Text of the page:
This year's Hubble Halloween image is carbon star CW Leonis, a red giant with a spooky, ethereal appearance due to its being enshrouded behind a cloak of cosmic dust.

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Star CW Leonis lies about 400 lightyears away in the constellation Leo.

It's a glowing red giant star with a carbon-rich atmosphere, shedding its outer layers into space and, in the process, surrounding itself in a dense cloud of gas and dust.

The process begins when an ageing star starts to run out of the hydrogen fuel necessary to keep it going.

Once this happens, the star is no longer pushing outwards to counter the effect of its own gravity, and it begins to collapse in on itself.

A shell of plasma surrounding the star's core heats up and the star's outer layers expand into space, ejecting huge amounts of gas and dust as they do so.

In the case of CW Leonis, the effect is a bright orange glow piercing a thick layer of smoky fog, like some sort of cosmic jack-o-lantern shining through the autumn mist.

This image is the latest in a series of spooky cosmic images that are released each Halloween by NASA teams to mark the holiday and showcase the work of humanity's greatest observatories.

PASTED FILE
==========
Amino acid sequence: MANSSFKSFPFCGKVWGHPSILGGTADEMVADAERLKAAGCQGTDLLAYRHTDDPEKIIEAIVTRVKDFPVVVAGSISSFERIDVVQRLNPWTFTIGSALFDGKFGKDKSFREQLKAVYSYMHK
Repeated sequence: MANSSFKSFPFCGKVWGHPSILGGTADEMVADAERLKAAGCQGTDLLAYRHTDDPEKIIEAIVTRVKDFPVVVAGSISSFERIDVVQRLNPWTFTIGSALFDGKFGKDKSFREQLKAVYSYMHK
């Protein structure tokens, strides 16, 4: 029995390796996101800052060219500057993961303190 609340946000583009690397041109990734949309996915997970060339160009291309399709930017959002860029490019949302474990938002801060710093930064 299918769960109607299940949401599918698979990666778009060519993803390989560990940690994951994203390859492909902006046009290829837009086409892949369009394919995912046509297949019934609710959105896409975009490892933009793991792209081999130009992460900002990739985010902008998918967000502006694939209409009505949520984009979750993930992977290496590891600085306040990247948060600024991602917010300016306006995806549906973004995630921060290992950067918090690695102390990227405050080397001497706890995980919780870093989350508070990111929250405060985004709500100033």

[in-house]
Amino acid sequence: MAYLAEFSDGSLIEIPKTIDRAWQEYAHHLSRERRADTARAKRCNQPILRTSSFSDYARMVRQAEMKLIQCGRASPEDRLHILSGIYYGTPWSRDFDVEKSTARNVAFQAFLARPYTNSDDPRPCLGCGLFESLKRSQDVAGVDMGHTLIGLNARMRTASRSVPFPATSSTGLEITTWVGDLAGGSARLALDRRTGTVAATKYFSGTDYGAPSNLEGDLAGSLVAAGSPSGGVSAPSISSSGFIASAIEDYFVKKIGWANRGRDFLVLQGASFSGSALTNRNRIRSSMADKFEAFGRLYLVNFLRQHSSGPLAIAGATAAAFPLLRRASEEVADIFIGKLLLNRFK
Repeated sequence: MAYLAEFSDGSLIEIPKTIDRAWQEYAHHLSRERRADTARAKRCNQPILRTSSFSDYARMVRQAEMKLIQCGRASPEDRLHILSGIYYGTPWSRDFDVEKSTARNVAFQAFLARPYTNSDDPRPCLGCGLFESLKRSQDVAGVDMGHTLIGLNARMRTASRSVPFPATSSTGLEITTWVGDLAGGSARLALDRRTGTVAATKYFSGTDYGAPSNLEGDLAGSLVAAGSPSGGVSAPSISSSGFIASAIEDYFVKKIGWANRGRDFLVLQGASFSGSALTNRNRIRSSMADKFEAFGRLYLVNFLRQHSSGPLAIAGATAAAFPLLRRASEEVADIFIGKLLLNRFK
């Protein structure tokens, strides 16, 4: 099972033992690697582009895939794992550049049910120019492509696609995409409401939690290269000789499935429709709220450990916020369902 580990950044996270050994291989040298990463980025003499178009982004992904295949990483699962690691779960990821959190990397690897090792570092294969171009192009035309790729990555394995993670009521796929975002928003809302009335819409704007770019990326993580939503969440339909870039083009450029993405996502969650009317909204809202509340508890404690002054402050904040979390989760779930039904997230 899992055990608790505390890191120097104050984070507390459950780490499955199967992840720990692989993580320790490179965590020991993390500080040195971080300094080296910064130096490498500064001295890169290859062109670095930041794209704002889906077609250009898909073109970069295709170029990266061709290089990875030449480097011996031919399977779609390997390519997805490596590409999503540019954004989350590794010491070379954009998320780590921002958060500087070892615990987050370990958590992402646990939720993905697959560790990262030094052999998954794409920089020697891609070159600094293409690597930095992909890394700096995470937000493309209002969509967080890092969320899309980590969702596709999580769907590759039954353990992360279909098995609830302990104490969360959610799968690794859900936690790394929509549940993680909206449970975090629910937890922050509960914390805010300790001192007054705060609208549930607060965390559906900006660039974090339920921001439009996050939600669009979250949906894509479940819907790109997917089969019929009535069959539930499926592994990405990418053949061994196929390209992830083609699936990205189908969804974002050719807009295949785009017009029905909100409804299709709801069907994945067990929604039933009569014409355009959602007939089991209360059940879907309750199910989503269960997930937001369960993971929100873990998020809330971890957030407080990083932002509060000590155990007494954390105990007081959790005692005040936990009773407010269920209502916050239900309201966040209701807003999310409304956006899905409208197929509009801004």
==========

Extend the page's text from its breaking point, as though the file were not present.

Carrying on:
Previous years' releases have included a ghostly galactic collision, a cosmic Halloween pumpkin, a Jack-o-lantern nebula and a Halloween Sun.

If you're planning a Halloween party tonight, it's the perfect chance to do some autumnal stargazing (once the sparklers and fireworks have died down!). Find out what's in the night sky tonight or take our Halloween astronomy tour.

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And if you're staying in, read our pick of the best horror movies set in space.

Authors

Iain Todd, BBC Sky at Night Magazine
Iain ToddScience journalist

Iain Todd is BBC Sky at Night Magazine's Content Editor. He fell in love with the night sky when he caught his first glimpse of Orion, aged 10.

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